View From Above

May 18 2011   1:57PM GMT

Google Has to Consolidate Muddled OS Strategy



Posted by: Ron Miller
Tags:
Android
ChromeOS
enterprise IT
Google
Honeycomb
mobile
Operating Systems
Google made a big splash last week when it announced the Chromebook, which is basically a netbook running a new browser-based operating system called ChromeOS. The new OS is all well and good, but I’m wondering if Google is in danger of confusing consumers and IT alike with a few too many OSs.

Let’s review the line-up first:

  • Android: That’s the open source operating system for phones.
  • Honeycomb: That’s like Android, but instead of being for phones, it’s for tablets.
  • ChromeOS: That’s the browser-based OS built on Linux for Netbooks.

Confused yet? I know I am and I’m finding readers are too, mixing up the different OSs in discussions — and how can you blame them?

Joe ‘Zonker’ Brockmeier, a veteran technology journalist who has been covering open source for many years thinks Google needs to get its act together around these operating systems or risk market confusion.

“Yeah, I think that Google is stepping all over itself marketing-wise. It needs to do better at explaining its roadmap, where all these things fit, and how they’ll come together,” Brockmeier said.

And that’s part of the problem right there. It’s hard to know what you’re talking about when referring to Google’s OS roadmap, and the way the different versions get implemented (or not) simply adds to the confusion.

Brockmeier isn’t as concerned as some around Android fragmentation, but he can see where it could alarm users. “Initially when people were talking about Android fragmentation – when carriers were slow in shipping point upgrades to users (like 2.1 to 2.2) I wasn’t too concerned. It’s not optimal, but it’s also not the end of the world” he said. Brockmeier added that having multiple operating systems isn’t the end of the world either, but it’s not very good for users and it’s a big red flag for anybody who’s paying attention.

Brockmeier wonders why Google didn’t simply extend Android to the Netbook, rather than coming out with yet another operating system. “It’s hard to see why Google is also pushing ChromeOS when it could nudge Android onto netbooks – and, in fact, one OEM has done this with the Motorola Atrix. I think the Atrix configuration makes much more sense than the browser-based OS that just runs Web apps. They could do the Web apps plus other apps by beefing up the browser that ships with Android,” he said.

Regardless of what you might think of Google’s operating systems in general, you have to admit that the approach they’ve taken could be troublesome for users. The Google naming conventions don’t help (Froyo, Honeycomb, Ice Cream Sandwich and so forth).

What we have are the ingredients for a muddled marketing picture. Google could avoid this if it just decided on a single code base and built all of the pieces on top of that. As it stands, they have way too many operating systems and potentially a lot of bewildered users — not to mention IT pros who must be wondering just how many operating systems they are going to have to support from the same company.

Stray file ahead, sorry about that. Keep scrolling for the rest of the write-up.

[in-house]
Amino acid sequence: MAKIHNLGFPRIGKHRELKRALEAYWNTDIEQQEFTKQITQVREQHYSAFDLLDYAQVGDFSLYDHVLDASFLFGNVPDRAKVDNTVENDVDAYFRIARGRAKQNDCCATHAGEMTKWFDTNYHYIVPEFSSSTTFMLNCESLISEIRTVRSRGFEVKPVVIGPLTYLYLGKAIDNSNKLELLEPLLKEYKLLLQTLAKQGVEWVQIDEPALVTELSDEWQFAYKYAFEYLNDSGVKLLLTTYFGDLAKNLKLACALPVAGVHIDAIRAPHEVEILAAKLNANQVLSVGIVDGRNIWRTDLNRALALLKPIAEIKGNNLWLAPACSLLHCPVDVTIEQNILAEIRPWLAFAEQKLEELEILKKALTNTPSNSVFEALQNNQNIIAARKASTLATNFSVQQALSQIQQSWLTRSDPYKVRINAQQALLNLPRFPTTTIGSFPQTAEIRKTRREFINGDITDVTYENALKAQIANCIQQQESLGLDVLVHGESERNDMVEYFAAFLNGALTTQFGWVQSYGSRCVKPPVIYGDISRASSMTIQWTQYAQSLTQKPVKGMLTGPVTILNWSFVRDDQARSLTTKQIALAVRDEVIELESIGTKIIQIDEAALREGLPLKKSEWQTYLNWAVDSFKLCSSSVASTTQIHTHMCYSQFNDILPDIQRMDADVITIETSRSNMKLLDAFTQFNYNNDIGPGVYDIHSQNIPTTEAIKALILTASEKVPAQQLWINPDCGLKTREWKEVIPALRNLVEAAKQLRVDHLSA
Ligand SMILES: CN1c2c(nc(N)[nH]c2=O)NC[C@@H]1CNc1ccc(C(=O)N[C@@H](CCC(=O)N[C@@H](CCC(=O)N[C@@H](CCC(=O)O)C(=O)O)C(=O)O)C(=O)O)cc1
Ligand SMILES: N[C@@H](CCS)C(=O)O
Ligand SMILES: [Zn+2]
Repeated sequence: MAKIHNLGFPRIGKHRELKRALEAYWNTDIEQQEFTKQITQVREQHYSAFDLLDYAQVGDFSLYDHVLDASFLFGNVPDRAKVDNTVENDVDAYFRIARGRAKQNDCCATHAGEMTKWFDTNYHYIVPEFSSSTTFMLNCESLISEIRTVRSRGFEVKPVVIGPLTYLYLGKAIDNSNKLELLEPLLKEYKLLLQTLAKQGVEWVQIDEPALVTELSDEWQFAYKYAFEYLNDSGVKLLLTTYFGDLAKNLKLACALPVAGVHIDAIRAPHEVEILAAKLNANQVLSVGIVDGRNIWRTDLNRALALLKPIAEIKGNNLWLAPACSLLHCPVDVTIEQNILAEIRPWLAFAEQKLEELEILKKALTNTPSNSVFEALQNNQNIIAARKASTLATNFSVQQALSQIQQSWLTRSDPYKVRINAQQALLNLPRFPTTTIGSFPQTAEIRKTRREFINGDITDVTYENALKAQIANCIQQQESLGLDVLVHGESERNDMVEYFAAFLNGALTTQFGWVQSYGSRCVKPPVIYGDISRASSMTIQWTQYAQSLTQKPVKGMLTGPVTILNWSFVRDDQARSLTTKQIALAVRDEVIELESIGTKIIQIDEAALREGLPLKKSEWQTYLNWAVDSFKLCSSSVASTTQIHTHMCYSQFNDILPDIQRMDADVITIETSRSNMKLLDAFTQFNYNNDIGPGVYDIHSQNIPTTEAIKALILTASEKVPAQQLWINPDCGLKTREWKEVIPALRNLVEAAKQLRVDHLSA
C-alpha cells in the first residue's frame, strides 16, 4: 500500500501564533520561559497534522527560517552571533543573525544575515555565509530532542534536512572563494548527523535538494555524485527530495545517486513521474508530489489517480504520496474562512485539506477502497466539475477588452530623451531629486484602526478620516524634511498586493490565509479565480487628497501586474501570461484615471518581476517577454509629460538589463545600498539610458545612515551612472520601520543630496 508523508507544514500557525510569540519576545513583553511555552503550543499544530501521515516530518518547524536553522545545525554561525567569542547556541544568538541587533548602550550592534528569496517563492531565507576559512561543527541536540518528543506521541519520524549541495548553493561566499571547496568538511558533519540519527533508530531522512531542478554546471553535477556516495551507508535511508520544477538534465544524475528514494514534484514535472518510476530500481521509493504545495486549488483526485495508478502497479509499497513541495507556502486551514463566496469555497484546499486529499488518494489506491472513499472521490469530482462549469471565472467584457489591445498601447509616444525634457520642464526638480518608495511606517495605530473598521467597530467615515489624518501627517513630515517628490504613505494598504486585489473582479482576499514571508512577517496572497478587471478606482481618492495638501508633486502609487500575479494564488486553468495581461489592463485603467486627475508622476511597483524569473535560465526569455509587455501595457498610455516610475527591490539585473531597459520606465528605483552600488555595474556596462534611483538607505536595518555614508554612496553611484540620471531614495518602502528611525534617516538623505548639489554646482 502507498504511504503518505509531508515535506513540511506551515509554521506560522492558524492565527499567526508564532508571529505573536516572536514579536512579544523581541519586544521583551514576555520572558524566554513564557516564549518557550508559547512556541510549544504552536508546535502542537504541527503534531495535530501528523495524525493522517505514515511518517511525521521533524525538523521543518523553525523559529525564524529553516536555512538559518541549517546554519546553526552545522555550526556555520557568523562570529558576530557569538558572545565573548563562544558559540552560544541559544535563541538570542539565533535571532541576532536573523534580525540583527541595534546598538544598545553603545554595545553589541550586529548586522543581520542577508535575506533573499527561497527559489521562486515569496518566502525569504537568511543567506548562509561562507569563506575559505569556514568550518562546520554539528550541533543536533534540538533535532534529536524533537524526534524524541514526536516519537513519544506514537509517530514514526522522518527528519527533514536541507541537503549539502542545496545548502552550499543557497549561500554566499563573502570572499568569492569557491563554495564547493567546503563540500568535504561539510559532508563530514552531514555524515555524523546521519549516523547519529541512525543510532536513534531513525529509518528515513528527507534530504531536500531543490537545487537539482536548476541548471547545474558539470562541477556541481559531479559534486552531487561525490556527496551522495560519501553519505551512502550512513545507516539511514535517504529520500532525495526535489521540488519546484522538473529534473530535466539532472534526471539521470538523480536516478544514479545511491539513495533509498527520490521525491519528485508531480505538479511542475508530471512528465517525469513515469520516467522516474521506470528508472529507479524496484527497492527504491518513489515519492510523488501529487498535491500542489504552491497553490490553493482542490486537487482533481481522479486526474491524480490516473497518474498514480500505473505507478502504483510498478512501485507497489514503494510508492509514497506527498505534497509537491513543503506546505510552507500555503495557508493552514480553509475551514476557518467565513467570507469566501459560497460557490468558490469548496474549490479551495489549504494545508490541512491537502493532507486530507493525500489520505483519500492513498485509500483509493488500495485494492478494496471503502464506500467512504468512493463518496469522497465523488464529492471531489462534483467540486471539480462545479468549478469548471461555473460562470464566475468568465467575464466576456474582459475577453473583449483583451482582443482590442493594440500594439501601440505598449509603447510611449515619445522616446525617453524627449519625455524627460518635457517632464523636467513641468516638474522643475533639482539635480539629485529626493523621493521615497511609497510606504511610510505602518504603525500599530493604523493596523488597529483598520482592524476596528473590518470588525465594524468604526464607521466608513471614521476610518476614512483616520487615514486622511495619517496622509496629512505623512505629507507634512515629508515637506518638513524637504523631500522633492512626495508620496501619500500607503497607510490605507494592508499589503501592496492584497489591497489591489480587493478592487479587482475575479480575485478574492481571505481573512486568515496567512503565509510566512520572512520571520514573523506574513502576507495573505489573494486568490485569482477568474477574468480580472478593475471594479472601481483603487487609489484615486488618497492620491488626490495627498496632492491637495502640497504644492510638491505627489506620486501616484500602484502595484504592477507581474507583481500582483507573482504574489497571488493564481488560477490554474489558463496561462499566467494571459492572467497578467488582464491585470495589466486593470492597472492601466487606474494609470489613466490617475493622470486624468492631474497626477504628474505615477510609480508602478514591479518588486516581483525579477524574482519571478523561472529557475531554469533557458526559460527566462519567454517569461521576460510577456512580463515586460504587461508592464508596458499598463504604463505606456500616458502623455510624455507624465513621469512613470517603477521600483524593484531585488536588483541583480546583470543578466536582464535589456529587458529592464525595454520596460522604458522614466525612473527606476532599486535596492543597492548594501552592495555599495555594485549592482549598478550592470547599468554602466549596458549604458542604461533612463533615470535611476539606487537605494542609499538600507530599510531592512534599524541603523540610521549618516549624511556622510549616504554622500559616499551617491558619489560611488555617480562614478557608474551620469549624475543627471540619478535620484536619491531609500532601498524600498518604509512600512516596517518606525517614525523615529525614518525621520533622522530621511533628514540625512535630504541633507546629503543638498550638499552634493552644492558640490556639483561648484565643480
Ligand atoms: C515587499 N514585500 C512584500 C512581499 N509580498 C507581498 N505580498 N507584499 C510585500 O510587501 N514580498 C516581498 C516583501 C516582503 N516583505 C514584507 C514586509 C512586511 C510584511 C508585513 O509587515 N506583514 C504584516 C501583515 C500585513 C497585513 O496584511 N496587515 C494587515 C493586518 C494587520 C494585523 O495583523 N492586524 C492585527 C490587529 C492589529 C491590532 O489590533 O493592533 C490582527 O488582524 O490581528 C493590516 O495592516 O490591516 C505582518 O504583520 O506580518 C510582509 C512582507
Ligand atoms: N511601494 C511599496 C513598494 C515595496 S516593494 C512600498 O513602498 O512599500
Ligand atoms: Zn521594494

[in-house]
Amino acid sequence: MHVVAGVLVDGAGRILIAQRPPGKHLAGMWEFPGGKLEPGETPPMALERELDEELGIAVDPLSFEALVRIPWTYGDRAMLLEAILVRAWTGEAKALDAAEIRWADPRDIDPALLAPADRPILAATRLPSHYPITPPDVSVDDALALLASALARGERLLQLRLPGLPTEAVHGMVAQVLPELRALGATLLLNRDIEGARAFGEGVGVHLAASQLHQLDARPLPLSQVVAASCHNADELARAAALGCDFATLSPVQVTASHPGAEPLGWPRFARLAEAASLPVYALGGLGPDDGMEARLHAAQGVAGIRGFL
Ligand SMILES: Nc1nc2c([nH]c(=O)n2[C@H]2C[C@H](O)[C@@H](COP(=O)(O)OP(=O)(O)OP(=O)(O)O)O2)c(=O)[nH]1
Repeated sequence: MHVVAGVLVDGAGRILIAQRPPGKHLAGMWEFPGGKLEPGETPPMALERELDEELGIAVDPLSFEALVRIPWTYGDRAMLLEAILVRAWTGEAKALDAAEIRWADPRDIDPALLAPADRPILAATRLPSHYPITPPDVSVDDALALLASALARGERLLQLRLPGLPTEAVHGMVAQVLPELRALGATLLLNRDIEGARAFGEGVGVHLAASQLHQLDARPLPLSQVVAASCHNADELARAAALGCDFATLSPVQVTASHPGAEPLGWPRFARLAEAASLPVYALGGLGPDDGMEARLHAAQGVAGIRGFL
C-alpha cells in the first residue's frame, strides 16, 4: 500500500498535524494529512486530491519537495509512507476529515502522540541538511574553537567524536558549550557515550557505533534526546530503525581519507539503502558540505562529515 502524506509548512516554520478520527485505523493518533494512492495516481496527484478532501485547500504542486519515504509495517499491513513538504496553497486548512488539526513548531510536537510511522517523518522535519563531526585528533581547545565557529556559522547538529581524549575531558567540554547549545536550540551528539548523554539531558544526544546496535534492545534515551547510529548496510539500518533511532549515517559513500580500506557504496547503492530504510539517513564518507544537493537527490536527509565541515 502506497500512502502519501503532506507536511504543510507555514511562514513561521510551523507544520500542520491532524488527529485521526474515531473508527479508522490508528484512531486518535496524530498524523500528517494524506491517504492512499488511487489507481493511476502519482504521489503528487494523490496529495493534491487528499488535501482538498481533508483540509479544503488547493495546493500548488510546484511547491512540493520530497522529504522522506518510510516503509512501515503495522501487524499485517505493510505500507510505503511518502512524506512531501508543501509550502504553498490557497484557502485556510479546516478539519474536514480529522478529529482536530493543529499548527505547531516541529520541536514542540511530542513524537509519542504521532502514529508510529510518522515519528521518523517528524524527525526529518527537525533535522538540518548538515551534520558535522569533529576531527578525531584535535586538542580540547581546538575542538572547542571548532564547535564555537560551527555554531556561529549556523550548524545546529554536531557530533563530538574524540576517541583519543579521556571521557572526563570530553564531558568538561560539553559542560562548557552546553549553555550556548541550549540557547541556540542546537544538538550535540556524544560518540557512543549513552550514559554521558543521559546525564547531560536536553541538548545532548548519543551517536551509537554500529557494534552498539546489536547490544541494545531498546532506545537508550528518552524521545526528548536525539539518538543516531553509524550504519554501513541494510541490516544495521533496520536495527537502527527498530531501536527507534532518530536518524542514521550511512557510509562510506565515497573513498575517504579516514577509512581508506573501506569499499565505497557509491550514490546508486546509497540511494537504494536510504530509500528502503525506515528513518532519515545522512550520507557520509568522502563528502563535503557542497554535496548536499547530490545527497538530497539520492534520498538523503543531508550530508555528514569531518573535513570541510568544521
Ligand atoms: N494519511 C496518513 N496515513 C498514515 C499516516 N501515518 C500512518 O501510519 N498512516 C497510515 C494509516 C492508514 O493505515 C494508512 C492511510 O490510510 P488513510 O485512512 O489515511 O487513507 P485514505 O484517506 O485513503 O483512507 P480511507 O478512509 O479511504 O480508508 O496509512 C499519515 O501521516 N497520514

Photo by lrargerich on Flickr. Used under Creative Commons License.

7  Comments on this Post

 
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  • B230826
    So that's like: Windows 7 : Desktop OS (3 editions) Windows 7 for Phones: Mobile phone OS Windows Server: Server OS Confused? I know I am
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  • Woodybrando
    google's merging honeycomb and gingerbread with ice cream. that just leaves android and chrome. a java machine for chrome would get all your android apps onto chrome and chrome is a browser so it shouldn't be hard to get apps from chrome to android. then let the race begin to see which one wins.
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  • Ron Miller
    B230826: Ha. I thought of that too when I was writing this and I think it can lead to confusion there too (especially the multiple versions of the desktop), but I think that Microsoft has a clearer message about how these versions of Windows are used and that's a difference between them and Google. Thanks for the comment. Ron
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  • Ron Miller
    Woody: Your comment is just proof of what I'm talking about. You might as well be speaking another language where most users are concerned. Thanks for the comment. Ron
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  • B230826
    @RonMiller Microsoft has a clearer message wrt Windows desktop OSes than Google only because Google is not selling a desktop OS! Chrome OS will not be offered as a swap-in replacement for Windows. You're comparing apples to oranges. OTOH the flavors of Android could be confusing to the casual reader but Google is working to merge them and in any case, the consumer will get whatever the phone/tablet/netbook maker installs. I doubt that those manufacturers are confused. Maybe its just journalists/bloggers who have difficulty....
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  • Ron Miller
    B230826: Excuse me, but you were the one who brought it up! Now you're trying to say it's because *I'm* confused. Wow. That's a convenient circular argument that's impossible to win. Ron
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  • B230826
    @RonMiller, You should probably look up the definition of "circular argument" since nothing of the sort is happening here. My point is simple: Both Google and Microsoft could be accused of having a superficially-confusing product line. However, when one looks just a little deeper, the apparent confusion vanishes.
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